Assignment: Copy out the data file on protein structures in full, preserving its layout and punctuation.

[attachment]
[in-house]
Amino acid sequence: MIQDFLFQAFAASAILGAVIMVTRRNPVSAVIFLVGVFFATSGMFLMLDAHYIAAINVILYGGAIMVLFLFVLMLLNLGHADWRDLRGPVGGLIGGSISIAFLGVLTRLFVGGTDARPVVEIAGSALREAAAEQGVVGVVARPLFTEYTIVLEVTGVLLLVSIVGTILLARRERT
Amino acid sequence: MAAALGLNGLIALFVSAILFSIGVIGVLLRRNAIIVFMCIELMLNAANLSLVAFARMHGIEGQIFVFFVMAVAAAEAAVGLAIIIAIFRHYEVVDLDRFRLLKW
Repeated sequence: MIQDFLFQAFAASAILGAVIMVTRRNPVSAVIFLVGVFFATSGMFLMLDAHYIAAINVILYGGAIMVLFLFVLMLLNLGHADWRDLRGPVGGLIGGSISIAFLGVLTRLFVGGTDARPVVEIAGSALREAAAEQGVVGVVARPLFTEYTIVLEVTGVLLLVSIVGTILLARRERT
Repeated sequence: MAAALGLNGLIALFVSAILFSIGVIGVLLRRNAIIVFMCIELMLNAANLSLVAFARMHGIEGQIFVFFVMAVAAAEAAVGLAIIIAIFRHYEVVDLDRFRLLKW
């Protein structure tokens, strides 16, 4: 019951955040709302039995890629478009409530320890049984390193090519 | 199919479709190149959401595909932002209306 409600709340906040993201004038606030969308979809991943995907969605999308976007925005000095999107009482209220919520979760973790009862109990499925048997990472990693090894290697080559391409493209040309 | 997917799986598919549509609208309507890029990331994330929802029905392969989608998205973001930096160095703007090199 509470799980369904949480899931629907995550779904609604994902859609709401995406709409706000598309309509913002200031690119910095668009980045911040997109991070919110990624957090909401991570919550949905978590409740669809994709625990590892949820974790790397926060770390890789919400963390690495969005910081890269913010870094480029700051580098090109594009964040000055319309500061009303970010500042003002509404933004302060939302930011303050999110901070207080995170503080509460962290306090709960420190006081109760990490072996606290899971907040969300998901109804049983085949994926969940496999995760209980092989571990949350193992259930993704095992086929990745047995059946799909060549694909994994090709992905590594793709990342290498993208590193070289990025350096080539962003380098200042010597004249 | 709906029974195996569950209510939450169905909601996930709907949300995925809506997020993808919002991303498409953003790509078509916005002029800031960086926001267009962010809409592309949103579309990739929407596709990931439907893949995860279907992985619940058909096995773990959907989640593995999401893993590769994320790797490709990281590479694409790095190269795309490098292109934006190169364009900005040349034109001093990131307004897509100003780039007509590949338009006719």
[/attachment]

[in-house]
Amino acid sequence: MIQDFLFQAFAASAILGAVIMVTRRNPVSAVIFLVGVFFATSGMFLMLDAHYIAAINVILYGGAIMVLFLFVLMLLNLGHADWRDLRGPVGGLIGGSISIAFLGVLTRLFVGGTDARPVVEIAGSALREAAAEQGVVGVVARPLFTEYTIVLEVTGVLLLVSIVGTILLARRERT
Amino acid sequence: MAAALGLNGLIALFVSAILFSIGVIGVLLRRNAIIVFMCIELMLNAANLSLVAFARMHGIEGQIFVFFVMAVAAAEAAVGLAIIIAIFRHYEVVDLDRFRLLKW
Repeated sequence: MIQDFLFQAFAASAILGAVIMVTRRNPVSAVIFLVGVFFATSGMFLMLDAHYIAAINVILYGGAIMVLFLFVLMLLNLGHADWRDLRGPVGGLIGGSISIAFLGVLTRLFVGGTDARPVVEIAGSALREAAAEQGVVGVVARPLFTEYTIVLEVTGVLLLVSIVGTILLARRERT
Repeated sequence: MAAALGLNGLIALFVSAILFSIGVIGVLLRRNAIIVFMCIELMLNAANLSLVAFARMHGIEGQIFVFFVMAVAAAEAAVGLAIIIAIFRHYEVVDLDRFRLLKW
């Protein structure tokens, strides 16, 4: 019951955040709302039995890629478009409530320890049984390193090519 | 199919479709190149959401595909932002209306 409600709340906040993201004038606030969308979809991943995907969605999308976007925005000095999107009482209220919520979760973790009862109990499925048997990472990693090894290697080559391409493209040309 | 997917799986598919549509609208309507890029990331994330929802029905392969989608998205973001930096160095703007090199 509470799980369904949480899931629907995550779904609604994902859609709401995406709409706000598309309509913002200031690119910095668009980045911040997109991070919110990624957090909401991570919550949905978590409740669809994709625990590892949820974790790397926060770390890789919400963390690495969005910081890269913010870094480029700051580098090109594009964040000055319309500061009303970010500042003002509404933004302060939302930011303050999110901070207080995170503080509460962290306090709960420190006081109760990490072996606290899971907040969300998901109804049983085949994926969940496999995760209980092989571990949350193992259930993704095992086929990745047995059946799909060549694909994994090709992905590594793709990342290498993208590193070289990025350096080539962003380098200042010597004249 | 709906029974195996569950209510939450169905909601996930709907949300995925809506997020993808919002991303498409953003790509078509916005002029800031960086926001267009962010809409592309949103579309990739929407596709990931439907893949995860279907992985619940058909096995773990959907989640593995999401893993590769994320790797490709990281590479694409790095190269795309490098292109934006190169364009900005040349034109001093990131307004897509100003780039007509590949338009006719």